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viernes, 1 de noviembre de 2013

NASA : Three Space Station Crews Get Ready for Relocation, Launch, Landing

The European Space Agency’s fourth Automated Transfer Vehicle (ATV-4) undocks from the aft port of the International Space Station’s Zvezda service module.
Image Credit: NASA TV

Three Space Station Crews Get Ready for Relocation, Launch, Landing
International Space Station crews commuting to and from their orbiting laboratory will be busy this November, and NASA Television will provide live coverage of their launches, landings and relocations.
Traffic starts to pick up Friday, Nov. 1. Expedition 37 Commander Fyodor Yurchikhin of the Russian Federal Space Agency (Roscosmos) and Flight Engineers Karen Nyberg of NASA and Luca Parmitano of the European Space Agency will climb into their Soyuz spacecraft, back out of one Russian Earth-facing docking spot and fly a short distance to another one at the end of the station. NASA TV coverage starts at 4 a.m. EDT. The 24-minute maneuver begins with undocking at 4:34 a.m.
The Soyuz move opens up the Rassvet docking port for another Soyuz transporting Expedition 38/39 Flight Engineer Rick Mastracchio of NASA, Soyuz Commander Mikhail Tyurin of Roscosmos and Flight Engineer Koichi Wakata of the Japan Aerospace Exploration Agency to the station. Aboard their spacecraft is the Olympic torch, which is taking an out-of-this-world route -- as part of the torch relay -- to Fisht Stadium in Sochi, Russia. There, the torch will be used to light the Olympic flame at the stadium, marking the start of the 2014 winter games.
The trio is scheduled to launch at 11:14 p.m. EST Wednesday, Nov. 6 (10:14 a.m. Kazakh time on Nov. 7) from the Baikonur Cosmodrome in Kazakhstan. NASA TV launch coverage begins at 10:15 p.m. Docking to Rassvet is scheduled at 5:31 a.m. on Nov. 7, with NASA TV coverage beginning at 4:45 a.m. Hatches are scheduled to open at 7:40 a.m., with NASA TV coverage starting at 7:15 a.m.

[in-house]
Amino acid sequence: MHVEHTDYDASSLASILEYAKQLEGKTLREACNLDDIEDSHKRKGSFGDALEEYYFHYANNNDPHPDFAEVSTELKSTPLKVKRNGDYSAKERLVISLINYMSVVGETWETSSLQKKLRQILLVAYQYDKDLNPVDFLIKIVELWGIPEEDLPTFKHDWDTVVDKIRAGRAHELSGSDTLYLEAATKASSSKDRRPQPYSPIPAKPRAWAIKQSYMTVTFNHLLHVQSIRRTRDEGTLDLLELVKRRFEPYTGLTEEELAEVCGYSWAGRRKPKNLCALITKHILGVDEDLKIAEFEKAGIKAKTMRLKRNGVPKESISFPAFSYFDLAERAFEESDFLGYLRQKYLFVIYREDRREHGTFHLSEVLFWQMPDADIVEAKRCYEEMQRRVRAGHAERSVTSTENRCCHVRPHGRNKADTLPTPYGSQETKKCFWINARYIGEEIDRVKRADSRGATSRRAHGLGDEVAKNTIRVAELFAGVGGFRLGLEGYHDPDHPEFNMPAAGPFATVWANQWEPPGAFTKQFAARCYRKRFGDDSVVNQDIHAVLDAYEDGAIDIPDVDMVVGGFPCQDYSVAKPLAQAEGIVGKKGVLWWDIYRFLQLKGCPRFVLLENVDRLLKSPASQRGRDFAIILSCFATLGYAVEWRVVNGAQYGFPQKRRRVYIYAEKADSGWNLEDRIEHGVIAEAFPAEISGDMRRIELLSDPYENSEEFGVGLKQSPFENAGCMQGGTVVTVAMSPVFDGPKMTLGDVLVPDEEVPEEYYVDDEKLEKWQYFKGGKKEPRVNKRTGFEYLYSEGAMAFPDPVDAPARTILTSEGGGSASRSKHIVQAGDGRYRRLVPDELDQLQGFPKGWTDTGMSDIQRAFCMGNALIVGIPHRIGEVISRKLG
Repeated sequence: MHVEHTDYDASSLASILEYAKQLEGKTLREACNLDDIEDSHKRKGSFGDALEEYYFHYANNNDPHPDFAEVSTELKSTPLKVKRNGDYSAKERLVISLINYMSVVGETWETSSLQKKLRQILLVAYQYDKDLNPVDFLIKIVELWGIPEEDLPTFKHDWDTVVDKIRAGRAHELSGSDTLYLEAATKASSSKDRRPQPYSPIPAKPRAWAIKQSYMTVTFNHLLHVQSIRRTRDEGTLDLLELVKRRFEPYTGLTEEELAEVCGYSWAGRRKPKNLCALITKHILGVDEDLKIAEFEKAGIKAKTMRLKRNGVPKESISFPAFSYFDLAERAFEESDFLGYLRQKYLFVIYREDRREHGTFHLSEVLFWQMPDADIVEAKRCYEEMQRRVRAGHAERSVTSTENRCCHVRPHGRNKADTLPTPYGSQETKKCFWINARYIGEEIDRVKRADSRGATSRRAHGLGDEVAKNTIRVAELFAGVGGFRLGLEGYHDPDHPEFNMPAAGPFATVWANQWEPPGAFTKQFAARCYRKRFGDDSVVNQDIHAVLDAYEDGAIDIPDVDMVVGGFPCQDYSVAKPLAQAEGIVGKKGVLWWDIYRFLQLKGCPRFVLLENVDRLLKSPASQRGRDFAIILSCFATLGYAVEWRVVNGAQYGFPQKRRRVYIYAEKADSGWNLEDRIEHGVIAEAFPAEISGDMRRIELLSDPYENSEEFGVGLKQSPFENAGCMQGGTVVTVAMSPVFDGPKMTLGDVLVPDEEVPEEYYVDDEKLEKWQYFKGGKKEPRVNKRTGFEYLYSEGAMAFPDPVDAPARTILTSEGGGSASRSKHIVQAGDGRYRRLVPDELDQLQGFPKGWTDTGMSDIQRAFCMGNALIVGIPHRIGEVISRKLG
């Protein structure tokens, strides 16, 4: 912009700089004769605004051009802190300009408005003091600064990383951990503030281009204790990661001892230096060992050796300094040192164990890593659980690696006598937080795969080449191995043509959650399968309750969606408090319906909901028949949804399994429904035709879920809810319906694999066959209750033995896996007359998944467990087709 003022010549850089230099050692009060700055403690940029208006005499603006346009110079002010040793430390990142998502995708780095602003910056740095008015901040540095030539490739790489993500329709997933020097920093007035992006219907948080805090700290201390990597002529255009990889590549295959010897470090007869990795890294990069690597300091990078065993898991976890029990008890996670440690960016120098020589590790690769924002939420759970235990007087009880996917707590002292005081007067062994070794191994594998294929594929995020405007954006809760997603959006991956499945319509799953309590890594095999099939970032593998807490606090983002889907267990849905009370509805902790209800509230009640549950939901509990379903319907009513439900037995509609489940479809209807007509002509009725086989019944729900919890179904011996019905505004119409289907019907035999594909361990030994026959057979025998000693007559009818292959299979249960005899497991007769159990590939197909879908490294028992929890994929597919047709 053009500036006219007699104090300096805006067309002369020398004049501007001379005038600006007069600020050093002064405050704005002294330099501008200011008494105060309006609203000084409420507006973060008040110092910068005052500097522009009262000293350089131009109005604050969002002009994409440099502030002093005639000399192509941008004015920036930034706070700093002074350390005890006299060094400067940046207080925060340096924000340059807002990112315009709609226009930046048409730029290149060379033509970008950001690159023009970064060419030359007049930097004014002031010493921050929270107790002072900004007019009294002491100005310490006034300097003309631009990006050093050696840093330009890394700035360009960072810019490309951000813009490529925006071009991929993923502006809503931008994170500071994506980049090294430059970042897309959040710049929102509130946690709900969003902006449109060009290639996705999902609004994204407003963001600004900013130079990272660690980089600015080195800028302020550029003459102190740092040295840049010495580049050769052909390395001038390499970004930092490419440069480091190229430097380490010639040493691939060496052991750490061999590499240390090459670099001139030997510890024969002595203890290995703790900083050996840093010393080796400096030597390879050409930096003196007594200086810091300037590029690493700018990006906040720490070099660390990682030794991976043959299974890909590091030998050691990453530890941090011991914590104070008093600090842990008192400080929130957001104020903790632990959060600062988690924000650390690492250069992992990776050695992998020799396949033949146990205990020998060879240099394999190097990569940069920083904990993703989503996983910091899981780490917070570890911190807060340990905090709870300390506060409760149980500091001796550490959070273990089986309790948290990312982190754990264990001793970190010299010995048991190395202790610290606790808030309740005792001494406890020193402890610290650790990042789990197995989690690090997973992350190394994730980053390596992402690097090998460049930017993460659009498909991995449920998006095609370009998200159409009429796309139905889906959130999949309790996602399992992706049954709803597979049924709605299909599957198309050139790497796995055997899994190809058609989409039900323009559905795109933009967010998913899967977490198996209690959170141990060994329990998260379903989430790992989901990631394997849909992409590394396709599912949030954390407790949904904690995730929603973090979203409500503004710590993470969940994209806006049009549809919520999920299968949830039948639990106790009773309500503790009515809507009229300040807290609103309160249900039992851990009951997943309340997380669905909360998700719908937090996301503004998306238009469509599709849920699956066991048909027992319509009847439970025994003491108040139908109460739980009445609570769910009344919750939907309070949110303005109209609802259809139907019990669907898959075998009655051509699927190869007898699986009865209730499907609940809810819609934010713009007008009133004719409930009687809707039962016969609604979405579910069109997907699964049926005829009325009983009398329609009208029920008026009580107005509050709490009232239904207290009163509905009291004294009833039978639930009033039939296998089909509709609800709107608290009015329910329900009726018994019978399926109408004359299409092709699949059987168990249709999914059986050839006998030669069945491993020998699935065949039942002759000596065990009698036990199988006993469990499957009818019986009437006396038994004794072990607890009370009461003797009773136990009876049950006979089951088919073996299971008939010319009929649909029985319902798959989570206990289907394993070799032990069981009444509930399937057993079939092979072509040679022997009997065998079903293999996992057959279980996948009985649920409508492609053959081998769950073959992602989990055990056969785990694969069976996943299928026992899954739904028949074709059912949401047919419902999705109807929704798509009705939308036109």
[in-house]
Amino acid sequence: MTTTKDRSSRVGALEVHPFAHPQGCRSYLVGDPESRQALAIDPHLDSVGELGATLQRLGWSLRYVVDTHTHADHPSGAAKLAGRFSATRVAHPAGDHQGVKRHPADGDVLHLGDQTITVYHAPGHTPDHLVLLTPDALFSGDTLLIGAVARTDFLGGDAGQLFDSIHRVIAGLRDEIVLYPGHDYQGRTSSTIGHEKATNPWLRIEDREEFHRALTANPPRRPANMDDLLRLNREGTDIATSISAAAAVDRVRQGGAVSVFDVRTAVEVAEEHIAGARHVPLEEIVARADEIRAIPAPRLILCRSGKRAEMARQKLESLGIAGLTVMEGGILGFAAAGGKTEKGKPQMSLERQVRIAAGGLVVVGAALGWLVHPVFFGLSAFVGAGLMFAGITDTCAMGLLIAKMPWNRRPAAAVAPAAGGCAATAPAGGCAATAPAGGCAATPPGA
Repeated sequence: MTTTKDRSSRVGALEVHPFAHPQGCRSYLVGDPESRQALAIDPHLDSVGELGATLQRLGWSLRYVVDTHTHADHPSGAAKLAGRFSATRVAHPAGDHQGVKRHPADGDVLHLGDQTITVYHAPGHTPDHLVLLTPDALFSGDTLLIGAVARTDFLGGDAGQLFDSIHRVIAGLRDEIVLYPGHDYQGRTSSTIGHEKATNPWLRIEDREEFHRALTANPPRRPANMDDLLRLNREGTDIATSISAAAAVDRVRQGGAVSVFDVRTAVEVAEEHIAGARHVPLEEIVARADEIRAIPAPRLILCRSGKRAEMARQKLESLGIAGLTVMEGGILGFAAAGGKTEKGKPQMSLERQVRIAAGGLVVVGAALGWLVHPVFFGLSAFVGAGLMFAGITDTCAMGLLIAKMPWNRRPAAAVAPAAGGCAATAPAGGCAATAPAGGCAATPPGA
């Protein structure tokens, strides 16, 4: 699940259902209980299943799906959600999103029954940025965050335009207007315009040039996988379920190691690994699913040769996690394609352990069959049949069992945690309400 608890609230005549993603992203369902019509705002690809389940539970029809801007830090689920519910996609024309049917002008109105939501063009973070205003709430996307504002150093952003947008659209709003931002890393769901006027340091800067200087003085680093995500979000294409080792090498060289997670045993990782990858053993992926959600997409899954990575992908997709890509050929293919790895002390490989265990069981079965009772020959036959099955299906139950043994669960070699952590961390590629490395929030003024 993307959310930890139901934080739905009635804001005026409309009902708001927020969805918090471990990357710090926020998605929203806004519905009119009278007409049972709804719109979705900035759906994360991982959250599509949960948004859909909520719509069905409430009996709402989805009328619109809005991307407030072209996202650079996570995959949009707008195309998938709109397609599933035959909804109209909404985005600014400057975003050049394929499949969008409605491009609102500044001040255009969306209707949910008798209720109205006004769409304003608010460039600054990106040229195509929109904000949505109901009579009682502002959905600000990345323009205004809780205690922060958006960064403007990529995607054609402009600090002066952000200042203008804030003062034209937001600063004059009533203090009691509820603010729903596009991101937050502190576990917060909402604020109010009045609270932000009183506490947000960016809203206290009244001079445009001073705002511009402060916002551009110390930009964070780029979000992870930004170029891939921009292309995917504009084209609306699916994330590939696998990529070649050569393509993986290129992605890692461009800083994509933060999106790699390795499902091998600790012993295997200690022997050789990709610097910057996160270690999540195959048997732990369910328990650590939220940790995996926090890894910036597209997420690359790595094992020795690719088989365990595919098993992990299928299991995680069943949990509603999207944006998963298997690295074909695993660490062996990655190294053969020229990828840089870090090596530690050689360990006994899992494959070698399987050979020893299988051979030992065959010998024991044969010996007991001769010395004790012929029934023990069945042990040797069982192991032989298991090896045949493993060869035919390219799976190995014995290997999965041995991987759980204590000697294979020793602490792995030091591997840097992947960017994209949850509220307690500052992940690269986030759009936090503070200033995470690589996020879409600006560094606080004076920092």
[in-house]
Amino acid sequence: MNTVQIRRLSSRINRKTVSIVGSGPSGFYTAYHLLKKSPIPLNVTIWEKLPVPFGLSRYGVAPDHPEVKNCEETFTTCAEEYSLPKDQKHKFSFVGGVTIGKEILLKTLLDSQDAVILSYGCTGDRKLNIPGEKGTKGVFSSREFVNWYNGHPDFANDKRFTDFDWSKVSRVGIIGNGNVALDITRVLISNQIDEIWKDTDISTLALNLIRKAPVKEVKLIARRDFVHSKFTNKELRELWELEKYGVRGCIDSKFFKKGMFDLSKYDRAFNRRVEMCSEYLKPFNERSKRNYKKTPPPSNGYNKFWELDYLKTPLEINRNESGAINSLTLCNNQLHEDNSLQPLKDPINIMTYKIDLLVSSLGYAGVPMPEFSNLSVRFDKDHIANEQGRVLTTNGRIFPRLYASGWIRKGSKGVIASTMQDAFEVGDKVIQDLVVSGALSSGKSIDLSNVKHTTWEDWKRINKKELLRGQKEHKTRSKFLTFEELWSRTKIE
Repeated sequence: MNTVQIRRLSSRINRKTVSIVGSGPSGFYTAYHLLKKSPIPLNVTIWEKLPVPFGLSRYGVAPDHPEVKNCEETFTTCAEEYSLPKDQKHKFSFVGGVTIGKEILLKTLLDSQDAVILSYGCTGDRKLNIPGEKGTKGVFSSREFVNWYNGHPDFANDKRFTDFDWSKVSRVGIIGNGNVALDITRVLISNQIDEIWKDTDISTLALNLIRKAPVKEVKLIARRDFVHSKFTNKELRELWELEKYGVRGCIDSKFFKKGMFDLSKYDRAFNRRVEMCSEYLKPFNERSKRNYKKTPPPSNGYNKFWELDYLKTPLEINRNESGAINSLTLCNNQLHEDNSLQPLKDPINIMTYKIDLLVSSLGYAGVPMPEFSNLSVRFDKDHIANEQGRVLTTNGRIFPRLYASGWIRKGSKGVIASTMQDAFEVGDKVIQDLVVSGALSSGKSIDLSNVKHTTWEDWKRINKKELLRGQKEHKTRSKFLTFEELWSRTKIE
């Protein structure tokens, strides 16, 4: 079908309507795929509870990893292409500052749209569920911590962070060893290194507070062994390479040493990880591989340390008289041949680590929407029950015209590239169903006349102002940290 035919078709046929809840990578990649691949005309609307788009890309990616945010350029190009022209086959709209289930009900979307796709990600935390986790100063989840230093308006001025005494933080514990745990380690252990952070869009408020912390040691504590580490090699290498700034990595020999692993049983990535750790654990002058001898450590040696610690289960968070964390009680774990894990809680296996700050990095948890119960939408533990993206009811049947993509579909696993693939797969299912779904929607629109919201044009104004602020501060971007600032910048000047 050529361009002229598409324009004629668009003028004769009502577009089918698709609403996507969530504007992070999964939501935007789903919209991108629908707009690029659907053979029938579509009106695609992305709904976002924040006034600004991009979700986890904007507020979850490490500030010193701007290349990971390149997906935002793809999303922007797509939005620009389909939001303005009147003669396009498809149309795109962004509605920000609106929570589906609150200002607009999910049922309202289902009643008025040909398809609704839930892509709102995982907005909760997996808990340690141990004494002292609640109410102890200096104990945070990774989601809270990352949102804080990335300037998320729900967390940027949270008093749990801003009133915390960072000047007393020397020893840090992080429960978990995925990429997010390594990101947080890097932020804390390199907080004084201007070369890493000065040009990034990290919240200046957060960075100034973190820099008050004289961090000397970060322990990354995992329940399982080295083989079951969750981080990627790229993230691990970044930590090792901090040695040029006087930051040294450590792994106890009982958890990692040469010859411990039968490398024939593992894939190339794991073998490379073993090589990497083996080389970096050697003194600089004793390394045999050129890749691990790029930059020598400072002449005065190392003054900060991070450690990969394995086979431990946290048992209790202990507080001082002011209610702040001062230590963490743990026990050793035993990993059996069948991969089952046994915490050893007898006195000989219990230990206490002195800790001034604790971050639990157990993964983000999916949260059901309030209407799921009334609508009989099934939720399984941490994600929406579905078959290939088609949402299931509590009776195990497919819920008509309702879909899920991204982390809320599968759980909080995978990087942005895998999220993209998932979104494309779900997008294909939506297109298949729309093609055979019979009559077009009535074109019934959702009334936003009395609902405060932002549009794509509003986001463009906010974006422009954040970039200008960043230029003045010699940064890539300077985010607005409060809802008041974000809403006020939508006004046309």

Mastracchio, Tyurin and Wakata will join Yurchikhin, Nyberg and Parmitano, plus Oleg Kotov and Sergey Ryazanskiy of Roscosmos and Michael Hopkins of NASA. Their arrival will be the first time since October 2009 that nine people have served together aboard the space station without the presence of a space shuttle.
On Sunday, Nov. 10, after Yurchikhin has transferred command of the station to Kotov, the Soyuz carrying Yurchikhin, Nyberg and Parmitano will undock for a parachute-assisted landing on the steppe of Kazakhstan at 9:50 p.m. (8:50 a.m. Kazakh time on Nov. 11), wrapping up a 166-day mission. Hatch closure coverage begins at 2:30 p.m. Nov. 10 with a replay of the change of command ceremony. Undocking coverage begins at 6 p.m., and deorbit and landing coverage begins at 8:30 p.m.
Special video feeds of pre-launch activities by the crew will resume on Friday, Nov. 1, and continue through Wednesday, Nov. 6.
All the times of International Space Station programming, key Soyuz event coverage and other NASA Television programming can be found at:
For information about the International Space Station, research and its crews, visit:
“Albert Einstein” Completes Mission at Station
ATV-4 undocking